ut in convivio virorum accumberent mulieres: following up on his reference to Greek customs, Philodamus now spells out the gender protocols that he insists on upholding at an event such as this, using the *antithesis virorum – mulieres for clarity. (Note that Philodamus too is presented as referring to his daughter as mulier.)

Hic tum alius ex alia parte: the seemingly synchronized response by everyone present generates the impression of prior coordination: everyone appeared to know exactly what to do and reacted right on cue.

simul servis suis: emphatic initial position, reinforced by the s-alliteration, to indicate how quickly Rubrius acted; Cicero thereby again reinforces, however obliquely, his charge of premeditation.

74.Bibliography on the Greek and Roman family and gender issues includes: Lacey, W. K. (1968), The Family in Classical Greece, Ithaca; Pomeroy, S. B. (1975), Goddesses, Whores, Wives and Slaves, New York; Treggiari, S. (1991), Roman Marriage. Iusti Coniuges from the Time of Cicero to the Time of Ulpian, Oxford.

CORE VOCABULARY

Rubrius A henchman of Verres about whom little is known. Cicero alleges that he was responsible for arranging liaisons for Verres.

invītō, -āre, -āvī, -ātum, 1, a., invite, ask, urge; attract, allure; entertain, feast.

Verres C. Verres, the governor of Sicily form 73 B.C. to 71 B.C., who was prosecuted by Cicero in 70 B.C. for corruption. After several failed attempts to delay the trial, Verres chose to abandon his defense and lived in exile in Massilia until 43 B.C.

mātūrē, comp. mātūrius, sup. mātūrissimē, [mātūrus], adv., seasonably, opportunely; early, soon, speedily.

discumbitur sit (to eat), recline at table; lie down; go to bed;

inuitatio invitation;

Graecus, -a, -um, [Γραϊκός], adj., of the Greeks, Grecian, Greek. As subst., Graecī, -ōrum, m., pl., the Greeks. Graeca, -ōrum, n., pl., Greek writing, Greek.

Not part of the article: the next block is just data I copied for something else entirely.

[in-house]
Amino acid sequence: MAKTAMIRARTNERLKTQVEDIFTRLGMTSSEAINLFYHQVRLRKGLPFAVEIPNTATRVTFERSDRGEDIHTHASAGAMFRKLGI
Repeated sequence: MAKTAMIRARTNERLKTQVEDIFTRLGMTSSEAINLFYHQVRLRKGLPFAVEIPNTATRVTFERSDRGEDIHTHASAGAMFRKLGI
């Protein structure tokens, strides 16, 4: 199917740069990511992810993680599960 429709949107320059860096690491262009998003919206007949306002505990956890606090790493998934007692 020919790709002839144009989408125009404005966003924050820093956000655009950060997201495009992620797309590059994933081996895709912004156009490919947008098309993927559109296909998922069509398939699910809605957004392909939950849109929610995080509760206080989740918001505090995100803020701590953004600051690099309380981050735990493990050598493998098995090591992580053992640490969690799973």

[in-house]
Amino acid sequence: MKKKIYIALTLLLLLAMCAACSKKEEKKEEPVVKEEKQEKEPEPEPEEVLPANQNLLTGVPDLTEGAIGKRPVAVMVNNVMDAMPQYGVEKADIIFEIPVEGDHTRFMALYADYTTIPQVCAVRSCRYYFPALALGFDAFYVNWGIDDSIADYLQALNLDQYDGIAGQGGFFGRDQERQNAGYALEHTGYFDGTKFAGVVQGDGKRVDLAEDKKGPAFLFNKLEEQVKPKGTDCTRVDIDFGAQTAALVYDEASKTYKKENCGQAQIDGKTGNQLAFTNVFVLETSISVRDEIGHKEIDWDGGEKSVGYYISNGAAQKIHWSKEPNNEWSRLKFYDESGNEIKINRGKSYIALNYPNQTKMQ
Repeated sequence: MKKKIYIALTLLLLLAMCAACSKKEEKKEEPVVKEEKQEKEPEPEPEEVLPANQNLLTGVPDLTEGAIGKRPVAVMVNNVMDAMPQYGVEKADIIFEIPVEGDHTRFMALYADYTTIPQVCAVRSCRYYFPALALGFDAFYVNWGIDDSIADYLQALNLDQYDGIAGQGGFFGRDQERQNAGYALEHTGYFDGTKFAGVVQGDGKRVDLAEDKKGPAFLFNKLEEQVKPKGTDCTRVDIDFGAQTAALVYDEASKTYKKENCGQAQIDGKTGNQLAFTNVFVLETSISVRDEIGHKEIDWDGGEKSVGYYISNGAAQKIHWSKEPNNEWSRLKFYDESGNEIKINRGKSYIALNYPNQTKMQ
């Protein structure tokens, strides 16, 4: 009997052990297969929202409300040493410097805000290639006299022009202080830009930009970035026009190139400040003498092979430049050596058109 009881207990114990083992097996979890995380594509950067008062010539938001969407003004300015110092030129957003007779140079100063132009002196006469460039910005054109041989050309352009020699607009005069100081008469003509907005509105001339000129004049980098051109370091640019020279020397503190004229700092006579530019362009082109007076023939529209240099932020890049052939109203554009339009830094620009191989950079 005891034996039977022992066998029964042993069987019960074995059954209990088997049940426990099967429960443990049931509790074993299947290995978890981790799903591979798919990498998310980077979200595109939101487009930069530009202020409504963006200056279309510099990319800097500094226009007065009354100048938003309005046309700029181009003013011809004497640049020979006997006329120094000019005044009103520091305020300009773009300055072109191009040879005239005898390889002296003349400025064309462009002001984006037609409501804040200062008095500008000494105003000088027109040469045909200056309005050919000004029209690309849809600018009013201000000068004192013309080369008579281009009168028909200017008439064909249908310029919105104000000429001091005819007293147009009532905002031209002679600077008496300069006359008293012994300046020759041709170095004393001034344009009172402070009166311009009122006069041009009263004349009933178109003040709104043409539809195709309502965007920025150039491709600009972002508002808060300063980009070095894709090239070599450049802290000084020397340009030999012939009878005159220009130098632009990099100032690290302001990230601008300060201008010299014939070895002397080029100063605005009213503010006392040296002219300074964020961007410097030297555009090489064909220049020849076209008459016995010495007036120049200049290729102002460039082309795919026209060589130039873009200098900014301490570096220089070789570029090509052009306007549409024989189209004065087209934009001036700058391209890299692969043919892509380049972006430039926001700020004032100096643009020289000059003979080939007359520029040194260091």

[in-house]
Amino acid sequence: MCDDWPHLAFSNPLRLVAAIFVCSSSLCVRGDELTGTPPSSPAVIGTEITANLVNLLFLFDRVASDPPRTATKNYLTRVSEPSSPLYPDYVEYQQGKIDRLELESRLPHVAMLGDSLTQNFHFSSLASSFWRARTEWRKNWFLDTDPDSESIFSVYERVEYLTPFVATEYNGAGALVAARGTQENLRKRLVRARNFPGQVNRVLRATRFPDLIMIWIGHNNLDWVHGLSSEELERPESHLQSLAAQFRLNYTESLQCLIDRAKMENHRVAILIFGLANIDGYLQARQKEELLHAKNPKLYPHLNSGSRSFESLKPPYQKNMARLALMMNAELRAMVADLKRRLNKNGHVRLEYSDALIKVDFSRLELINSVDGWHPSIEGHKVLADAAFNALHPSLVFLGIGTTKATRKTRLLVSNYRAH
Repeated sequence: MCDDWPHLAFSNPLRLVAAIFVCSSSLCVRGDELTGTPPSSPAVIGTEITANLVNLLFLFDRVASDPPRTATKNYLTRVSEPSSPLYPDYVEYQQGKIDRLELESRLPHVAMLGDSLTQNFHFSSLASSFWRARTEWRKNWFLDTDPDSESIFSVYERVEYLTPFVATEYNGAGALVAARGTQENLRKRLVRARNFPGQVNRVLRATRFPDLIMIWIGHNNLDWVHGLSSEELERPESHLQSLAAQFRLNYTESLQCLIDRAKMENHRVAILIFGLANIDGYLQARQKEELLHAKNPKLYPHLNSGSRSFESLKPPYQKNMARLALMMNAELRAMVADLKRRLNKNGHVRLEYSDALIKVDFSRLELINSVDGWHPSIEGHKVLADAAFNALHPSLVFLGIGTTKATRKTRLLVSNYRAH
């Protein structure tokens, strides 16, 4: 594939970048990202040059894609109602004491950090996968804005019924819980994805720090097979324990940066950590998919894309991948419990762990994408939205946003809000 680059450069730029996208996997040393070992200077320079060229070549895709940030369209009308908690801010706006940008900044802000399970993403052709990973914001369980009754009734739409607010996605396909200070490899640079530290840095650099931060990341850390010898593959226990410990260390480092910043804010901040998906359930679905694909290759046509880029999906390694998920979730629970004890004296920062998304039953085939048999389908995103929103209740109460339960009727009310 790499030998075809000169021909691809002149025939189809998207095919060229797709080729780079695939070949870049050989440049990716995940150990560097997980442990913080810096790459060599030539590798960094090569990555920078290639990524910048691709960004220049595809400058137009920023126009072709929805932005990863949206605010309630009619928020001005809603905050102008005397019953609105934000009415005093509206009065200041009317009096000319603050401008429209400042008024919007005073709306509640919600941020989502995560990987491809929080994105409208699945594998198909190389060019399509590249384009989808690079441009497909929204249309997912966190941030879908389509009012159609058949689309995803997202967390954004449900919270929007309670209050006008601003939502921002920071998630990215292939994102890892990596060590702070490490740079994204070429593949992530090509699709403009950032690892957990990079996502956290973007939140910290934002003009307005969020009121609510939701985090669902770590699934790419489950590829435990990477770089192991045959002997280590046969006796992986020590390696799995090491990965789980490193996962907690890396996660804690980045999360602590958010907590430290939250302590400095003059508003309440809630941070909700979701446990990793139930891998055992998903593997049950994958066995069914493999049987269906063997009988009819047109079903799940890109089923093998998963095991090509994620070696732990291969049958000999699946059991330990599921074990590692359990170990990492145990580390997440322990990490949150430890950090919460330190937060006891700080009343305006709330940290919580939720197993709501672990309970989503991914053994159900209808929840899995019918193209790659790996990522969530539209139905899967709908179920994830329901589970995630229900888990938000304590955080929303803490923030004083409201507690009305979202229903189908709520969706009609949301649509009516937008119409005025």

bibō, bibere, bibī, bibitum, 3, a. and n., drink.

poculis cup, bowl, drinking vessel; drink/draught; social drinking (pl.); drink;

laetitia, -ae, [laetus], f., joy, rejoicing; delight, gladness, pleasure.

posteā [post + eā], adv., after that, thereafter, later; then, afterwards. posteā quam, followed by a clause, after, after that.

calere be/feel/be kept warm; be hot with passion/inflamed/active/driven hotly/urged;

quaesō, -ere, —, —, [cf. quaerō], def., a. and n., beg, pray, beseech, entreat; often parenthetical, quaesō, I pray, please.

Philodame A prominent citizen of Lampsacus who was forced by Verres to billet Rubrius and was ultimately condemned to death after a brawl (instigated by Rubrius) broke out at his house, resulting in Rubrius being injured and causing the townspeople to turn on Verres.

intro within, in; to the inside, indoors;

gravitās, -ātis, [gravis], f., weight, heaviness; oppressiveness, severity; importance, dignity, gravity, influence.

obstipuit be stupefied; be struck dumb; be astounded;

improbus, -a, -um, [in- + probus], adj., wicked, bad, depraved, base; shameless, outrageous.

dicto saying, word; maxim; bon mot, witticism; order;

īnstō, -stāre, -stitī, -stātum, [in + stō], 1, n., stand upon, be near at hand, approach, draw nigh; press upon, pursue, harass; menace, threaten; insist upon, urge.

Graecorum Greek; the Greeks (pl.);

accumberent take a place/recline at the table; lie on (bed), lie at/prone, lie beside;

enim uero to be sure, certainly; well, upon by word; but, on the other hand; what is more

ianuam door, entrance;

forīs [foris], adv., of place, out of doors, without, abroad.

adsisterent take position/stand (near/by), attend; appear before; set/place near; defend;

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Suggested Citation

Ingo Gildenhard, Cicero, Against Verres, 2.1.53–86. Cambridge: Open Book Publishers, 2011. ISBN: 978-1-90692-463-8. DCC edition, 2016. http://dcc.dickinson.edu/cicero-verres/66